The Largest Dinosaur Fossil Excavated for the First Time in South Africa
Scientists have excavated the largest dinosaur fossil which would have been the largest terrestrial animal on our planet.
A team of scientists from South Africa, UK and Brazil led by University of Witwatersrand have discovered a fossil of a new species of dinosaur in South Africa thought to be a related to brontosaurus. This early Jurassic dinosaur weighed a huge 26,000 pounds i.e. double the size of an African elephant, and stands four meters at hip. It has been named ‘Ledumahadi mafube’ meaning ‘giant thunderclap at dawn’ in the indigenous language Sesotho of the region where it was discovered.
A gigantic dinosaur
This animal is found to be unique not just in its gigantic size but also its evolutionary history. The chance discovery was first initiated upon discovering a partial skeleton of an unknown dinosaur literally sticking out of rocks back in 2012 during a field visit. Once researchers realised how huge the size of the thigh bone was, it dawned on them about the humungous size of this animal. After years of excavation, fossil of an adult dinosaur was uncovered thought to be at least 14 years old and weighing 12 tons at time of death. Fossil’s bone tissue analysis using osteohistological examination helped establish age of the animal. The fossil bone microstructure reveals that this animal grew fast to adulthood and closely-spaced growth rings at the periphery show that growth rate had decreased substantially confirming that it had reached adulthood.
An evolutionary transition
Ledumahadi is closely related to sauropod dinosaurs including the well-known species Brontosaurus and Diplodocus. It was a plant-eating herbivore, had thick limbs and was a quadruped i.e. it walked on all four legs in a posture similar to modern elephants. Compared to sauropod’s long, slender columnar limbs, Ledumahadi’s forelimbs were more crouched i.e. it had more flexed limbs like primitive dinosaurs. Their ancestors walked on two legs only and they must have adapted to walk on all four and that is why they grew larger to support digestion as they were herbivores.
Researchers compared fossil data from dinosaurs, reptiles etc who walked on two or four legs and they measured limb size and thickness. This is how they concluded Ledumahadi’s posture and its way of walking on all four limbs. It is understood that many other dinosaurs must have experimented walking on all four limbs which could optimally balance a bigger body. Based upon these collective observations, researchers say that Ledumahadi was definitely a ‘transitional’ dinosaur, as it had ‘crouched’ yet very thick limbs to support its large body. Their limb bones– both arms and legs - are very robust and similar in shape to giant sauropod dinosaurs but obviously thicker while sauropods had more slender limbs. The evolution of four-legged postures came before their giant bodies. Just sheer size and elephant-like limb posture helped them, example sauropods, to become one of the most dominant dinosaur groups during the Jurassic era. Ledumahadi definitely represents a transitional stage between two major groups of dinosaurs. The group of early dinosaurs were experimenting with various ways of becoming bigger in size during the first tens of millions of years of their evolution. What it means for research is that the evolutionary transition from a small, bipedal creature to a large, quadrupled sauropod is a complex path and this evolution certainly led to survival and achieving dominance.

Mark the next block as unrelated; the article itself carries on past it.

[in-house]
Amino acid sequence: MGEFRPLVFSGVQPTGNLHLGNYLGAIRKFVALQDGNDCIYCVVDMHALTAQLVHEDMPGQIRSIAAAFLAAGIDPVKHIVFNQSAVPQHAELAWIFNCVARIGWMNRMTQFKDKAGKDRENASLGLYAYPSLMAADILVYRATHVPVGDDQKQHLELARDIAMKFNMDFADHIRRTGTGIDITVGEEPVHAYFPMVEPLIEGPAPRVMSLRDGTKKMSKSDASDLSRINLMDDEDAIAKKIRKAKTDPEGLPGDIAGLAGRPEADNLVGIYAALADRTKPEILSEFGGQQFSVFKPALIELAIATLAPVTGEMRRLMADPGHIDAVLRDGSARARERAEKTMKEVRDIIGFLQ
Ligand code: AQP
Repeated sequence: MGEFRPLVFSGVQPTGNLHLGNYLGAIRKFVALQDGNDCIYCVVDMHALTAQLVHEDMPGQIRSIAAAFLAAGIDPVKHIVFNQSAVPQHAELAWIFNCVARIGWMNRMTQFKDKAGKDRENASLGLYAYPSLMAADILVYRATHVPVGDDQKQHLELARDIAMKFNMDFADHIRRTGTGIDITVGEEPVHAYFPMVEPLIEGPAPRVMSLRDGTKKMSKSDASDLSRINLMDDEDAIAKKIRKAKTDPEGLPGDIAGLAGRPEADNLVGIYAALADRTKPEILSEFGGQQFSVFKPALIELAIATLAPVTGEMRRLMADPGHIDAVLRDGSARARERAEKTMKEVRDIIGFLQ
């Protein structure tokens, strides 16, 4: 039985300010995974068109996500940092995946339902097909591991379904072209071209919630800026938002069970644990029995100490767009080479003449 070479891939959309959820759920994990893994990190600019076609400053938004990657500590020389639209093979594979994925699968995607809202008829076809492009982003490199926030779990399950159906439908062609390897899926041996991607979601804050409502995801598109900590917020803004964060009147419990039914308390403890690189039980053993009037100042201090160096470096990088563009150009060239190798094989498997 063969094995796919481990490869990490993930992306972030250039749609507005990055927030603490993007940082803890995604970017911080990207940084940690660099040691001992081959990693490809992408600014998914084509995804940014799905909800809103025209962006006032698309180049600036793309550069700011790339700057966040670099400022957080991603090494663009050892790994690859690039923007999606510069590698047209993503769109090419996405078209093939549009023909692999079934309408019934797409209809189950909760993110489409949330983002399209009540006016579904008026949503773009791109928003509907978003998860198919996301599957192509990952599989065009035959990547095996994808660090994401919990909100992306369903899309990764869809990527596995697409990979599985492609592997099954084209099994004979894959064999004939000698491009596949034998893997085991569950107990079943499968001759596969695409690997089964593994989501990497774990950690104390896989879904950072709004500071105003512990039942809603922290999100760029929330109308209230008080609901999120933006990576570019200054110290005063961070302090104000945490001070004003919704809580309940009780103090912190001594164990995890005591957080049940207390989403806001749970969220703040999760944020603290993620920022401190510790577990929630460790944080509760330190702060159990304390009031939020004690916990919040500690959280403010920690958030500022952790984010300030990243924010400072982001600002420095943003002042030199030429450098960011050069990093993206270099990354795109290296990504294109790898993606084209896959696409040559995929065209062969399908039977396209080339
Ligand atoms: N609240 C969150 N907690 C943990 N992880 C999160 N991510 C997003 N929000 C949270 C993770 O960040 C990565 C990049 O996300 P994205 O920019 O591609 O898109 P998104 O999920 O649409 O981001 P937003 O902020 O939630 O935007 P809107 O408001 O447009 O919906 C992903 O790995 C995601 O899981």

The discovery published in Current Biology tells us that even more than 200 million years ago, these dinosaurs were the largest vertebrates to be present on the planet, and this time period was almost 40-50 million years earlier than giant sauropods were first seen. The new dinosaur is closely related to giant dinosaurs who lived in Argentina around that time supporting the idea that all continents that we see today were assembled as Pangea – a supercontinent comprised of world’s land mass during Early Jurassic. And at that time this region of South Africa was not mountainous as we see it today but was flat and semi-arid with shallow streams. Certainly, it was a thriving ecosystem. Like Ledumahadi, many other dinosaurs - both giant and tiny - roamed the place at the time. It is fascinating that South Africa has helped to understand the rise of giant dinosaurs during Jurassic era.
This is another remarkable discovery to be made in South Africa, a region making Palaeontology breakthroughs due to its significant geography. Though complete skeleton of this gigantic dinosaur is not available yet, and other species are still to be discovered but if Ledumahadi was around today, it would have been the largest terrestrial animal on our planet.
Blair W. McPhee et al., 2018, ‘Giant Dinosaur from the Earliest Jurassic of South Africa and the Transition to Quadrupedality in Early Sauropodomorphs, Science, vol. 28, no.19,